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Abstract and Figures

WhatsApp is the most popular messaging app in the world. The closed nature of the app summed to the ease of transferring multimedia and sharing information to large-scale groups make WhatsApp unique among other platforms, where an anonymous encrypted message can be viral, reaching multiple users in a short period of time. The personal feeling and immediacy of messages directly delivered in the user's phone was extensively abused in WhatsApp to spread unfounded rumors and create misinformation campaigns. WhatsApp has been deploying contention measures to mitigate this problem, such as reducing the limit for forwarding a message to five. Despite the welcomed effort in counter the problem, there is no evidence so far on the real effectiveness of such restrictions. In this work, we propose a methodology to evaluate the effectiveness of such contention measures on the spreading of misinformation circulating on WhatsApp. We use an epidemiological model and real data gathered from WhatsApp in Brazil, India and Indonesia to assess the impact of limiting virality features in this kind of network. Our results suggest that the current efforts deployed by WhatsApp can offer delays on the information spread, but they are ineffective in blocking the propagation of misinformation campaigns in public groups.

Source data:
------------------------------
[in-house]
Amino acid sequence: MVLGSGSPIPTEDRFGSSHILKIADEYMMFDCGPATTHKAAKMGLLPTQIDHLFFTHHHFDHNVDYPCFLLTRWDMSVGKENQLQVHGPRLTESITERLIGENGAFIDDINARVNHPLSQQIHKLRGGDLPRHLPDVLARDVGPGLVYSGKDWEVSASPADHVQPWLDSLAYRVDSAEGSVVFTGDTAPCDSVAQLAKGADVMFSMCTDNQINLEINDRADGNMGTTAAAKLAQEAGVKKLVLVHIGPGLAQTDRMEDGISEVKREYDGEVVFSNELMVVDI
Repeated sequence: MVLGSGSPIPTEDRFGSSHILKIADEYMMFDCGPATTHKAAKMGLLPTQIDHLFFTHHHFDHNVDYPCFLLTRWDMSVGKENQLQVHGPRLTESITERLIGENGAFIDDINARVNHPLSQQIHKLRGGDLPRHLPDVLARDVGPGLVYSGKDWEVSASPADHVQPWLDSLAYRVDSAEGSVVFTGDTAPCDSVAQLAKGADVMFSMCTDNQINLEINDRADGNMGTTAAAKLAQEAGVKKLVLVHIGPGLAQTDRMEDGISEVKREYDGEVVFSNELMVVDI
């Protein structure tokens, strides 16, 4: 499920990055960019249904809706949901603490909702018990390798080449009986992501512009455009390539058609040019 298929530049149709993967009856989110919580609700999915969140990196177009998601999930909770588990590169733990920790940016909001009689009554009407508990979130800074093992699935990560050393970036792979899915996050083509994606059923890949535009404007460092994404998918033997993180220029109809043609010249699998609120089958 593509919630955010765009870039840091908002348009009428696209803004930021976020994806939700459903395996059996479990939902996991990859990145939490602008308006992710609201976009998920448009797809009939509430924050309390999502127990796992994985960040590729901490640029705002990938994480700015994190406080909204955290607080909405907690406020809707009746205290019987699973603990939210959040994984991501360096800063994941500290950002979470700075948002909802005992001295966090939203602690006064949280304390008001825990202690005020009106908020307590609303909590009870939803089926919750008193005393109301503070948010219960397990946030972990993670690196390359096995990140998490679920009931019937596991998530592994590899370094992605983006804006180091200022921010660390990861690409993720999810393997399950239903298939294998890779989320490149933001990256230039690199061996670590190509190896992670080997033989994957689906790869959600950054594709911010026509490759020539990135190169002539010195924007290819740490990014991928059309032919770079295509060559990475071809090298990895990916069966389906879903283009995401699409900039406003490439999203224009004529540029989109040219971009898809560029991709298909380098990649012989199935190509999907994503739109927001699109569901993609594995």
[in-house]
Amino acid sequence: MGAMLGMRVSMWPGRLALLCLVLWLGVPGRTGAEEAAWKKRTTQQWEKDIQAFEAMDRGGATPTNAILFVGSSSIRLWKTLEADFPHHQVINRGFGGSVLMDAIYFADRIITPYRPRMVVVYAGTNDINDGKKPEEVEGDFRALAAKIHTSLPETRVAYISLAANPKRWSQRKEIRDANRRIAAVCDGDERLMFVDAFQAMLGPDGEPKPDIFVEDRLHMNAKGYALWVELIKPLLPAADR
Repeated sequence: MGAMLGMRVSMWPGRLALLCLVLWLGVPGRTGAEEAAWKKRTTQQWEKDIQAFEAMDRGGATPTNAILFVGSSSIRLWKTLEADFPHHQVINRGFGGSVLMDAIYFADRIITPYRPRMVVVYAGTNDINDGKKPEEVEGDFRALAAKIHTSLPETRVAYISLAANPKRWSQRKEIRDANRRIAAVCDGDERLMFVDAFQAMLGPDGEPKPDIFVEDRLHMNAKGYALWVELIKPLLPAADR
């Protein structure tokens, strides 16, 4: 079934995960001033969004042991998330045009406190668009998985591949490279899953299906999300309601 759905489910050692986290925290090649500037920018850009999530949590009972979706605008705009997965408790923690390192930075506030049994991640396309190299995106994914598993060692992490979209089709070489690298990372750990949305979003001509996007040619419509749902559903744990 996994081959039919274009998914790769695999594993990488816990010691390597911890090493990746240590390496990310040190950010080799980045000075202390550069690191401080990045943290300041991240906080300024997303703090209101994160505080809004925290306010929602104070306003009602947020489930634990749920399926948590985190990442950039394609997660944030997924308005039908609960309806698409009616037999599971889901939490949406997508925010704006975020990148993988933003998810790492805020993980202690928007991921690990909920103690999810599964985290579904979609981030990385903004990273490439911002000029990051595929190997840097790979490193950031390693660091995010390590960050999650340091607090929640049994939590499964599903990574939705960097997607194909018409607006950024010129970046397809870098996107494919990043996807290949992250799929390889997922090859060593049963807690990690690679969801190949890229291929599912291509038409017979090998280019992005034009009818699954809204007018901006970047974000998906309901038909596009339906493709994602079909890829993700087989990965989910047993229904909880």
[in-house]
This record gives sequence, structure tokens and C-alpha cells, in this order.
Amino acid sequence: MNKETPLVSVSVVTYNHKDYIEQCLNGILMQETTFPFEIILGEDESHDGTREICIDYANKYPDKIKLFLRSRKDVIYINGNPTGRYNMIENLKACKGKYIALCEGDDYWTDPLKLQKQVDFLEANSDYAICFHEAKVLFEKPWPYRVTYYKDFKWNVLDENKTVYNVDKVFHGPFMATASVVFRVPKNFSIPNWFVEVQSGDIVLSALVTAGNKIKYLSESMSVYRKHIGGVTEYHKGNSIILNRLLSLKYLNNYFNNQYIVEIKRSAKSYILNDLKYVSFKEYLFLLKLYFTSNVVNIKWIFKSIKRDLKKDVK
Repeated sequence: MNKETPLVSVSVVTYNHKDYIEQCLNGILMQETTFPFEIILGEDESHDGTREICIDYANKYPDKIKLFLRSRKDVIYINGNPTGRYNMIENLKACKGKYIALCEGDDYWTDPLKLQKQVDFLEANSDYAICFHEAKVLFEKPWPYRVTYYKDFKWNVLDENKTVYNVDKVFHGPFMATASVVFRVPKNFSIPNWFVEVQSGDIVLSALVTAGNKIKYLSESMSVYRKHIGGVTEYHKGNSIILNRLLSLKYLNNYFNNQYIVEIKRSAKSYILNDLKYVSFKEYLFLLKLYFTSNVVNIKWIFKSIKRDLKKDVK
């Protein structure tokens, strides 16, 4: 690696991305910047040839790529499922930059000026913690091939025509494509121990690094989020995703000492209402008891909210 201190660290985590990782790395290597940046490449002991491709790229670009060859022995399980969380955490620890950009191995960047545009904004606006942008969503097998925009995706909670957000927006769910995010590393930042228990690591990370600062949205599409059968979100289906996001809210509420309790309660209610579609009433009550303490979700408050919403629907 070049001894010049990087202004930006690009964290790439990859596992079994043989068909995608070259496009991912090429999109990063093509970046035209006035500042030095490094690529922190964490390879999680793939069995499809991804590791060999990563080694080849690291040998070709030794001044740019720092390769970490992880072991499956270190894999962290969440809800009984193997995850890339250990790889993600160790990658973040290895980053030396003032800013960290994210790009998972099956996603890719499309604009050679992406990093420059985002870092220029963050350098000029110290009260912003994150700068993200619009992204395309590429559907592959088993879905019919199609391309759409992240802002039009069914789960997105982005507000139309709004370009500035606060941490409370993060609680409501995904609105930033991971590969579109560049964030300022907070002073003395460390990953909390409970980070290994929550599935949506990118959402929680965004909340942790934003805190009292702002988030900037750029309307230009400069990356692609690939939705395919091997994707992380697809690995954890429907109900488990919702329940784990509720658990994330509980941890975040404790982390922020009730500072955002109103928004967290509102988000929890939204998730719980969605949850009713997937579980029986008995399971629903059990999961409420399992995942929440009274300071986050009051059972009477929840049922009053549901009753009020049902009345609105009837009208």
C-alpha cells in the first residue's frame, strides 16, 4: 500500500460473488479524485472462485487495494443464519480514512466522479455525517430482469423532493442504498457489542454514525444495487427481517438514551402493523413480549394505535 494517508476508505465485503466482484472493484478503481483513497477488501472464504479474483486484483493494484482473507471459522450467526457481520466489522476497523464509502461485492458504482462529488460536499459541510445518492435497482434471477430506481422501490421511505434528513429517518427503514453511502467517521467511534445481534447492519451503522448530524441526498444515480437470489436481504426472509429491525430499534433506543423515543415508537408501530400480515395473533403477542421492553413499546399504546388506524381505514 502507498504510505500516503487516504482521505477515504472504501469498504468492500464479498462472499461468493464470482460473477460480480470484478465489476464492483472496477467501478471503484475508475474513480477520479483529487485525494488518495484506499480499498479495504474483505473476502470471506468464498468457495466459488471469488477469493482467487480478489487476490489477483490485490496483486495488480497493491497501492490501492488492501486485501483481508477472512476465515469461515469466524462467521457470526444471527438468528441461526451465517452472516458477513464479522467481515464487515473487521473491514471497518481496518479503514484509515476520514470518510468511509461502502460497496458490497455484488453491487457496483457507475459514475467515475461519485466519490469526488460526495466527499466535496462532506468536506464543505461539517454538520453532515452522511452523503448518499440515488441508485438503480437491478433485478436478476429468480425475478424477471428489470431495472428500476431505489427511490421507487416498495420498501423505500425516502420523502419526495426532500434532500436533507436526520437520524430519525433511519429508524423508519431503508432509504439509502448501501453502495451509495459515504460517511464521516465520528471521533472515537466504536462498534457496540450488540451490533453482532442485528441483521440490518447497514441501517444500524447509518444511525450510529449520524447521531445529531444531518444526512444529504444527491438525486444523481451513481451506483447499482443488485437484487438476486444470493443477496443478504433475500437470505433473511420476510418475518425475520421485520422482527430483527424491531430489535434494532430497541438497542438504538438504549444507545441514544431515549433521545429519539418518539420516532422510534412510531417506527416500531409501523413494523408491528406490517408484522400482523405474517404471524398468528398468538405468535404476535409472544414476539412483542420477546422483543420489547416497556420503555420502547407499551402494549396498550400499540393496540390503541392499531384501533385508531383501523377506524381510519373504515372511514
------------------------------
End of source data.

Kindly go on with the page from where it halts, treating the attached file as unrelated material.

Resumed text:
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Can WhatsApp Counter Misinformation by
Limiting Message Forwarding?
Philipe de Freitas Melo1, Carolina Coimbra Vieira1, Kiran Garimella2,
Pedro O. S. Vaz de Melo1, and Fabr´ıcio Benevenuto1
1Departamento de Ciˆencia da Computa¸ao - UFMG, Belo Horizonte MG, Brazil,
philipe, carolcoimbra, olmo,
2Institute for Data, Society and Systems - MIT, USA,